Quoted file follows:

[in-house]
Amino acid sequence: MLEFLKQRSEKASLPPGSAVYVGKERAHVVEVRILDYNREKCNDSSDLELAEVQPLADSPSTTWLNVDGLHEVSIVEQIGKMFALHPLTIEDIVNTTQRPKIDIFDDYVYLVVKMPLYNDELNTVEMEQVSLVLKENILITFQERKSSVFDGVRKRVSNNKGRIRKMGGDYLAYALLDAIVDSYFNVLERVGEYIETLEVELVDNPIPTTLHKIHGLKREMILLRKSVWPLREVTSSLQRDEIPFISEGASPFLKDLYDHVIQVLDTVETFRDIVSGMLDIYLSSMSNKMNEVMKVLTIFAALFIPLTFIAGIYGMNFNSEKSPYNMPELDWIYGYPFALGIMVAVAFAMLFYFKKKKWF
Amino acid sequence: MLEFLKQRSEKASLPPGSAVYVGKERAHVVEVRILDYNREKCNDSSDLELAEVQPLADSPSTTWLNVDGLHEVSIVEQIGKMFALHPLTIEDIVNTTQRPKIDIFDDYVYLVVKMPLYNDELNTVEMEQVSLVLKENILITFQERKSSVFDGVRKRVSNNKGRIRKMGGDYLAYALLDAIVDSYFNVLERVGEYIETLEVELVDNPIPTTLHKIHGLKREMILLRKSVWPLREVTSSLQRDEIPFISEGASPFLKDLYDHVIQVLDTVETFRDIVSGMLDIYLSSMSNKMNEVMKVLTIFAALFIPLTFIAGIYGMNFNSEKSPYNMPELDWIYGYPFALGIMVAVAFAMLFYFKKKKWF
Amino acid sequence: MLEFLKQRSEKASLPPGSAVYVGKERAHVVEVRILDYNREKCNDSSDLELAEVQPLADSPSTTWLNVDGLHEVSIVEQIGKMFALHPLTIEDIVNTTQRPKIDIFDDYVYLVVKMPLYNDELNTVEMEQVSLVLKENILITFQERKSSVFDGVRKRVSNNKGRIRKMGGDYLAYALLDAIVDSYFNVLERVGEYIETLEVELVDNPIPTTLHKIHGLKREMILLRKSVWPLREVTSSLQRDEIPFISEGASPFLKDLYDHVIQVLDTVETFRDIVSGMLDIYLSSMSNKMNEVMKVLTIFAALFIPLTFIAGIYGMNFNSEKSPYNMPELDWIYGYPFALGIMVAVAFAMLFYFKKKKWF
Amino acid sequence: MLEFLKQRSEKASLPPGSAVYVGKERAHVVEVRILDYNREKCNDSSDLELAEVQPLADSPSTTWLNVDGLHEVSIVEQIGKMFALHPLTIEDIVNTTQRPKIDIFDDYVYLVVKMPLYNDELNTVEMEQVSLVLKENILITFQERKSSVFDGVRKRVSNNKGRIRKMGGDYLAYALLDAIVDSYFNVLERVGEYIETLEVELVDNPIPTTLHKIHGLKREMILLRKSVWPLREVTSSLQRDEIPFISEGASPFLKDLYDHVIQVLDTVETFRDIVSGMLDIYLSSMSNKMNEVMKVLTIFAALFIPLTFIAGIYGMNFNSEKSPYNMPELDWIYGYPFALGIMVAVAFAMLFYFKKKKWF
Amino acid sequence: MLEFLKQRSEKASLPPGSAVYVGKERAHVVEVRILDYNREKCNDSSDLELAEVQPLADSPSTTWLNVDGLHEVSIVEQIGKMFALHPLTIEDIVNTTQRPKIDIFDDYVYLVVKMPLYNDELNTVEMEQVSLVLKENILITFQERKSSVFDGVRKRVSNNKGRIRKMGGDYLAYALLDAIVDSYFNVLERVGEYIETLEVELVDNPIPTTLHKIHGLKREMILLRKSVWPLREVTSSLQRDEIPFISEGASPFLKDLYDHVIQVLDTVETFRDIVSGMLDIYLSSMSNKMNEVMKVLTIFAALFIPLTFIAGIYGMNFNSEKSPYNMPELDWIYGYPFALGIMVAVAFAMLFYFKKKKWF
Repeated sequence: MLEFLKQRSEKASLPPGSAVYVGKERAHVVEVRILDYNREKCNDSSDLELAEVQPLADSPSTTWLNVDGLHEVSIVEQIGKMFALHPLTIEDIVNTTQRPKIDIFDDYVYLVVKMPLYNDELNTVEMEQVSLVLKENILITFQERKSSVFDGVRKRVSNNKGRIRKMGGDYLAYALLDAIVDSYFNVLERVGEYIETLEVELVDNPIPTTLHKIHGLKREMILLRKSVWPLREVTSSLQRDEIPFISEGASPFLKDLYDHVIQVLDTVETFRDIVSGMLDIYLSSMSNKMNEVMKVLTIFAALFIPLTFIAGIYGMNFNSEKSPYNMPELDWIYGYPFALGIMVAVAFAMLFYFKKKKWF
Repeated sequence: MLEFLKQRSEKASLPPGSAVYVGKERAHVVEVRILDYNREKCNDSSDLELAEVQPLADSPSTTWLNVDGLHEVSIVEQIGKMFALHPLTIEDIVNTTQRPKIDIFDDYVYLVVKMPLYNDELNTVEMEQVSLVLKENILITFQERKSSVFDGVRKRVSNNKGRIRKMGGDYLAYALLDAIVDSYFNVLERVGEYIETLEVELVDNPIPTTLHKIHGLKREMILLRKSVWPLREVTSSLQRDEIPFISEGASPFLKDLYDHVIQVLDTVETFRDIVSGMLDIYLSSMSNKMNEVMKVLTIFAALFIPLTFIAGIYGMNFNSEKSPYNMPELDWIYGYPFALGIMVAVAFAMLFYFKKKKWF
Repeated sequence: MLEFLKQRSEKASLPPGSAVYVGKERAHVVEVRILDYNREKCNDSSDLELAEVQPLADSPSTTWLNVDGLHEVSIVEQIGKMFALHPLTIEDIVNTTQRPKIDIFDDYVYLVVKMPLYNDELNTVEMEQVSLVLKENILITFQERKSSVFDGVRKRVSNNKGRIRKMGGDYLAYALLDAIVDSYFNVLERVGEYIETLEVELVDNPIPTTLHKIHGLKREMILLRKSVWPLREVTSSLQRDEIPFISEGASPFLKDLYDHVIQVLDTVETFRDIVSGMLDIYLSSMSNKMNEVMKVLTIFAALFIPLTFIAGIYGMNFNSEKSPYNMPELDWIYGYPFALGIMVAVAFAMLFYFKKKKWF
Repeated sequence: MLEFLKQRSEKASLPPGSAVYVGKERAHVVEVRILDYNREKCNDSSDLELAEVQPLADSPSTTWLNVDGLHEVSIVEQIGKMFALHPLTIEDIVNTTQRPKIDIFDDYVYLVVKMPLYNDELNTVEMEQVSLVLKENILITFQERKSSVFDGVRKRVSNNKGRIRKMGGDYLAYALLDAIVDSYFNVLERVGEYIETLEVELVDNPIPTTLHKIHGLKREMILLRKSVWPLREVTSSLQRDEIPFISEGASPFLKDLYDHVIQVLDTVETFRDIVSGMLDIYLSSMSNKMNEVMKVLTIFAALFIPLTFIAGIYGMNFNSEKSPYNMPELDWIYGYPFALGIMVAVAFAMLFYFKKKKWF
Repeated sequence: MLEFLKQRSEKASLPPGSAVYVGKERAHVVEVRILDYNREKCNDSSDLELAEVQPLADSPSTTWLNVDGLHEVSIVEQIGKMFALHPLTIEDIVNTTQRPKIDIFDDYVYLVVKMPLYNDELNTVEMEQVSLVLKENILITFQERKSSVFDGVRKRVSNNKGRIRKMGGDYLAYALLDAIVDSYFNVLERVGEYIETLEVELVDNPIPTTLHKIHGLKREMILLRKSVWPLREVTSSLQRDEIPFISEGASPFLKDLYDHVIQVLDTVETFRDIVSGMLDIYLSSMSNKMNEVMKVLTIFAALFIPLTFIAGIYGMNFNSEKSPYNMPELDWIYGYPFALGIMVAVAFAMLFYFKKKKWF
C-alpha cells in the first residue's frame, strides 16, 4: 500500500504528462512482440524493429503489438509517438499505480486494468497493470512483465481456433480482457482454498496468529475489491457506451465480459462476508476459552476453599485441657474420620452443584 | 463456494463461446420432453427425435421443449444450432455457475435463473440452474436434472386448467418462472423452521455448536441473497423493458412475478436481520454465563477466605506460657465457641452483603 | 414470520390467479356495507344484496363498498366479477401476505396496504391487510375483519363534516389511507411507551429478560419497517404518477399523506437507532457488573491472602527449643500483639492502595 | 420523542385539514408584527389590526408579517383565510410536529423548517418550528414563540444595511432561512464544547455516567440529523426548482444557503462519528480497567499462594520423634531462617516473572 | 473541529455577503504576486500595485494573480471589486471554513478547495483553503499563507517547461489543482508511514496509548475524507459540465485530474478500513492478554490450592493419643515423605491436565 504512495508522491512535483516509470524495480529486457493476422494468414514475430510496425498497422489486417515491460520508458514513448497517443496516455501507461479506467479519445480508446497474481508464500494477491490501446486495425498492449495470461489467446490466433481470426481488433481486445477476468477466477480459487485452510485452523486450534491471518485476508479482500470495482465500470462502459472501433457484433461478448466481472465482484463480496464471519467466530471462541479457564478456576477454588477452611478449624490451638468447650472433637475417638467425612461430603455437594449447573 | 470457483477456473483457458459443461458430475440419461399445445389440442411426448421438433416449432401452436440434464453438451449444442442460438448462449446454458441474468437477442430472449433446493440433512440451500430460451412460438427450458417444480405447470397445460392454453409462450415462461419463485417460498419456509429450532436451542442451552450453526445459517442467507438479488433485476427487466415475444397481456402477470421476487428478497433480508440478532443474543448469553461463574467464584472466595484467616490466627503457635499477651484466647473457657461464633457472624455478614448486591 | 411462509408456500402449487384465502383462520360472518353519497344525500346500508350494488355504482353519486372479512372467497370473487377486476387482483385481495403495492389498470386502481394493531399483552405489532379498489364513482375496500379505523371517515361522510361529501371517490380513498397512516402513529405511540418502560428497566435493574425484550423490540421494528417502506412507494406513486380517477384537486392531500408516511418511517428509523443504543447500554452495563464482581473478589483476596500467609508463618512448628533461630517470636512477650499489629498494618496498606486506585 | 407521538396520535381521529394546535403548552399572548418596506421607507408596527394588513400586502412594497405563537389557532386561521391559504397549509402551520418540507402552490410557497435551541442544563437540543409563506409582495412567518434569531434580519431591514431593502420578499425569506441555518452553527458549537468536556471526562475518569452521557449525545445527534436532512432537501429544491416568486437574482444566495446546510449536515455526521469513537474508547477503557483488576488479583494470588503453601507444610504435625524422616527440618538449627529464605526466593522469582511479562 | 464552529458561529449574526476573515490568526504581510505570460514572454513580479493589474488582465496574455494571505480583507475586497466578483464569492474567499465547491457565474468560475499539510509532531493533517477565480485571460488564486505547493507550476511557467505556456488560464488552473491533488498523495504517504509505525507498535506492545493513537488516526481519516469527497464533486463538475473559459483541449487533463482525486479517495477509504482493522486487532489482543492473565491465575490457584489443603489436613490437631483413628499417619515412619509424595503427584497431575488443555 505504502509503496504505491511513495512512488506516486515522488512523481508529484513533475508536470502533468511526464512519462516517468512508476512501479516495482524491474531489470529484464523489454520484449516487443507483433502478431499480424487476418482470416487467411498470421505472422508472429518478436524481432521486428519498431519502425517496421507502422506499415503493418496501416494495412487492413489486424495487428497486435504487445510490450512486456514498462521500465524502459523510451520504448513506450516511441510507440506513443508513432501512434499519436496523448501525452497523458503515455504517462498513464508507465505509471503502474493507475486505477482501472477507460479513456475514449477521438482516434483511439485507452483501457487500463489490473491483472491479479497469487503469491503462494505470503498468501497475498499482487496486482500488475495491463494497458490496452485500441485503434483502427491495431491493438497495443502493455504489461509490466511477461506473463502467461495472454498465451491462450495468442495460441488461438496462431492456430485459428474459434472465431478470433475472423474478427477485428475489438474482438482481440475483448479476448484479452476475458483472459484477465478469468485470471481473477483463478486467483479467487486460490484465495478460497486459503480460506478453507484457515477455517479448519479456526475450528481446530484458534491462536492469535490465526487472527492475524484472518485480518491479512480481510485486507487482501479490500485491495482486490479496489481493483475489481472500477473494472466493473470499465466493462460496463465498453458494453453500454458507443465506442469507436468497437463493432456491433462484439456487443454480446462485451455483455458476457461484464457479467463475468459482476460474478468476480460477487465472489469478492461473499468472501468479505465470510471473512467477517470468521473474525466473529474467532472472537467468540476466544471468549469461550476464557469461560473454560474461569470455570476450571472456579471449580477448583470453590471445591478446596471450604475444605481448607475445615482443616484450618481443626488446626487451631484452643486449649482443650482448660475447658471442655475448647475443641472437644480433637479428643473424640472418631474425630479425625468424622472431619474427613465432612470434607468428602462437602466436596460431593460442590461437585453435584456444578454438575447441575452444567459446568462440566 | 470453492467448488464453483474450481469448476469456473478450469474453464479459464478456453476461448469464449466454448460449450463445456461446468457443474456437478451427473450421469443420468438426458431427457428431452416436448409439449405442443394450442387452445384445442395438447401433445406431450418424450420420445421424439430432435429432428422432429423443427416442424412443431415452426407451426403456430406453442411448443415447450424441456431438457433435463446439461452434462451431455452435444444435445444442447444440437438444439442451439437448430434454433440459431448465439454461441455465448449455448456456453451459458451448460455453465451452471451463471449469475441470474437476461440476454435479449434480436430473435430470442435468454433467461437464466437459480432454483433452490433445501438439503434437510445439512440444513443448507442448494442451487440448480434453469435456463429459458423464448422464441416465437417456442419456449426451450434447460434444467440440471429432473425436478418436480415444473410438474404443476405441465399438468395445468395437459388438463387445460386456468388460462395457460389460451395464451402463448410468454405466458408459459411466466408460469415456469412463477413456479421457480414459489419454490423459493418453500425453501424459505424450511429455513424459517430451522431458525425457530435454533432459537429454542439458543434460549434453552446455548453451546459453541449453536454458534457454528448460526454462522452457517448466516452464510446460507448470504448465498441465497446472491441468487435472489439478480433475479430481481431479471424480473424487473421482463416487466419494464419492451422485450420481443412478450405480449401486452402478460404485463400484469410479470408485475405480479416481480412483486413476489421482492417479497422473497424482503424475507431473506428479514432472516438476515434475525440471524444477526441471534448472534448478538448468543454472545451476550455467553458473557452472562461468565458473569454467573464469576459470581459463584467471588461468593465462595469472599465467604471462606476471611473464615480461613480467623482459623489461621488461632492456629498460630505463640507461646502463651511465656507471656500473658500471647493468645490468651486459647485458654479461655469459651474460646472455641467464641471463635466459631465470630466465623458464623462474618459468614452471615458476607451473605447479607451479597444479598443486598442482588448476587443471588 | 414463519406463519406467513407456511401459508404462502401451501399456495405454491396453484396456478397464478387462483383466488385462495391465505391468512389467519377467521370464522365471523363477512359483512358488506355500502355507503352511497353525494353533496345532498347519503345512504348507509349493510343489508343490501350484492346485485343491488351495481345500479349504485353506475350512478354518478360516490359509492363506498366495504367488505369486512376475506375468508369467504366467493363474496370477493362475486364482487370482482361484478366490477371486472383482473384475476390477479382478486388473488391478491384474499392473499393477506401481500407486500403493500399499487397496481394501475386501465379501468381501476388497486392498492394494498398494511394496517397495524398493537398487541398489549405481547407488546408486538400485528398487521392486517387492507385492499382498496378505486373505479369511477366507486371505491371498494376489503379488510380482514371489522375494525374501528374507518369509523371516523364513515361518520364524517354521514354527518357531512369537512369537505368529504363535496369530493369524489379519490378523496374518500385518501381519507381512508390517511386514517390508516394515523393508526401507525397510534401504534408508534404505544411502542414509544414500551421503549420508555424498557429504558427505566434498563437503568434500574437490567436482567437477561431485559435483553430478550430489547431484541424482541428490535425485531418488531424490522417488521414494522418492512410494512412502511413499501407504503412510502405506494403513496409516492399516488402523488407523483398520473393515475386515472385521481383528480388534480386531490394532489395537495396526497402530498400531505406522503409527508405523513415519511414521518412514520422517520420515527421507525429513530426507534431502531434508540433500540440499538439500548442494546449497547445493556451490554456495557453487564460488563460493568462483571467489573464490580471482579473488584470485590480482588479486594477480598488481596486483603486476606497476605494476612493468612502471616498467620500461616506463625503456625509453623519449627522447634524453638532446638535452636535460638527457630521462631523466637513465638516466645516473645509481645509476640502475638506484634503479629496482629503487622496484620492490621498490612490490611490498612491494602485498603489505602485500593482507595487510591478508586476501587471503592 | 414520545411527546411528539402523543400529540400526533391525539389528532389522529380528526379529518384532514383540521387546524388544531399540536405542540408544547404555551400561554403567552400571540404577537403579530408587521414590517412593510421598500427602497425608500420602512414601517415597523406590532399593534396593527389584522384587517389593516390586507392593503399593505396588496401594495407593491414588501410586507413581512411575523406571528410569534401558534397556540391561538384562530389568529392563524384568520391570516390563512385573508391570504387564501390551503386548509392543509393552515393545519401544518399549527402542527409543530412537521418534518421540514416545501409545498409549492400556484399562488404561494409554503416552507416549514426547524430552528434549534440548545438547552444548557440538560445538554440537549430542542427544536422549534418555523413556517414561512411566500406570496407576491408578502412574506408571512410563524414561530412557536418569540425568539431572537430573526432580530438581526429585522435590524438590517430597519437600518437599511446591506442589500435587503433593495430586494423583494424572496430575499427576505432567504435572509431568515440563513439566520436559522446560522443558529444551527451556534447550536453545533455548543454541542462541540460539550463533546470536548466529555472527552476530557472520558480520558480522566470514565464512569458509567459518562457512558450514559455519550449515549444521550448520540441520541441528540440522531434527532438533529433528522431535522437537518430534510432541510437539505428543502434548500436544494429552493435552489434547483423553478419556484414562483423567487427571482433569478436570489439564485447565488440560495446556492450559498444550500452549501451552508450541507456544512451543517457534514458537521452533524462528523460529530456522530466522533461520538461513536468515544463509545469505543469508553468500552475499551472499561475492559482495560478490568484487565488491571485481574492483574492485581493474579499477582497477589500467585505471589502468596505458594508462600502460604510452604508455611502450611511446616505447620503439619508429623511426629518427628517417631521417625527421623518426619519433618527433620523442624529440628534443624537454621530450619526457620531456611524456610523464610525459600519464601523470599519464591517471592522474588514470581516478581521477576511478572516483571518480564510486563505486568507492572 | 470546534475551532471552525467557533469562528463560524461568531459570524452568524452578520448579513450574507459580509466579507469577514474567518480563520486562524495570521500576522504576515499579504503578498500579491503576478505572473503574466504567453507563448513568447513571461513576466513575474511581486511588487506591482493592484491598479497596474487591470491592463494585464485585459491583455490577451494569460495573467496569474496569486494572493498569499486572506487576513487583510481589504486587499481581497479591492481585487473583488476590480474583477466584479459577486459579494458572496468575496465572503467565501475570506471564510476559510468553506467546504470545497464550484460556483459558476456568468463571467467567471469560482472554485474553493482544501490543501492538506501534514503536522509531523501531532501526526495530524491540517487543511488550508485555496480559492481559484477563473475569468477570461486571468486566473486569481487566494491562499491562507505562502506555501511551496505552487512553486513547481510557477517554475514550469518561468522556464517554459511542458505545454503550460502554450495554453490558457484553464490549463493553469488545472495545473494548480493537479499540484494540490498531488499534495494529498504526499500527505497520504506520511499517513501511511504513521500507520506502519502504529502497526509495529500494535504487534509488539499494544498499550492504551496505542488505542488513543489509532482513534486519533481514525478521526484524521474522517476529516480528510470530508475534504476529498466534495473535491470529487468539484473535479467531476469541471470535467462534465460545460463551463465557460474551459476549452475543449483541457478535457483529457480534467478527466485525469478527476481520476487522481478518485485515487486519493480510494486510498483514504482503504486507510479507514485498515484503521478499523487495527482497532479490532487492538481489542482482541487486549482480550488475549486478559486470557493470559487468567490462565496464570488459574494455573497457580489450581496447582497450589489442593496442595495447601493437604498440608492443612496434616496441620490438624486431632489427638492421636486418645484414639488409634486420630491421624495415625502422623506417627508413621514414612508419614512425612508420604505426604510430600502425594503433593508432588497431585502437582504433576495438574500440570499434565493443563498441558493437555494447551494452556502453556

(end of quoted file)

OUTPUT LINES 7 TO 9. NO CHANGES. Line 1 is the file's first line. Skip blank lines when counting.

Repeated sequence: MLEFLKQRSEKASLPPGSAVYVGKERAHVVEVRILDYNREKCNDSSDLELAEVQPLADSPSTTWLNVDGLHEVSIVEQIGKMFALHPLTIEDIVNTTQRPKIDIFDDYVYLVVKMPLYNDELNTVEMEQVSLVLKENILITFQERKSSVFDGVRKRVSNNKGRIRKMGGDYLAYALLDAIVDSYFNVLERVGEYIETLEVELVDNPIPTTLHKIHGLKREMILLRKSVWPLREVTSSLQRDEIPFISEGASPFLKDLYDHVIQVLDTVETFRDIVSGMLDIYLSSMSNKMNEVMKVLTIFAALFIPLTFIAGIYGMNFNSEKSPYNMPELDWIYGYPFALGIMVAVAFAMLFYFKKKKWF
Repeated sequence: MLEFLKQRSEKASLPPGSAVYVGKERAHVVEVRILDYNREKCNDSSDLELAEVQPLADSPSTTWLNVDGLHEVSIVEQIGKMFALHPLTIEDIVNTTQRPKIDIFDDYVYLVVKMPLYNDELNTVEMEQVSLVLKENILITFQERKSSVFDGVRKRVSNNKGRIRKMGGDYLAYALLDAIVDSYFNVLERVGEYIETLEVELVDNPIPTTLHKIHGLKREMILLRKSVWPLREVTSSLQRDEIPFISEGASPFLKDLYDHVIQVLDTVETFRDIVSGMLDIYLSSMSNKMNEVMKVLTIFAALFIPLTFIAGIYGMNFNSEKSPYNMPELDWIYGYPFALGIMVAVAFAMLFYFKKKKWF
Repeated sequence: MLEFLKQRSEKASLPPGSAVYVGKERAHVVEVRILDYNREKCNDSSDLELAEVQPLADSPSTTWLNVDGLHEVSIVEQIGKMFALHPLTIEDIVNTTQRPKIDIFDDYVYLVVKMPLYNDELNTVEMEQVSLVLKENILITFQERKSSVFDGVRKRVSNNKGRIRKMGGDYLAYALLDAIVDSYFNVLERVGEYIETLEVELVDNPIPTTLHKIHGLKREMILLRKSVWPLREVTSSLQRDEIPFISEGASPFLKDLYDHVIQVLDTVETFRDIVSGMLDIYLSSMSNKMNEVMKVLTIFAALFIPLTFIAGIYGMNFNSEKSPYNMPELDWIYGYPFALGIMVAVAFAMLFYFKKKKWF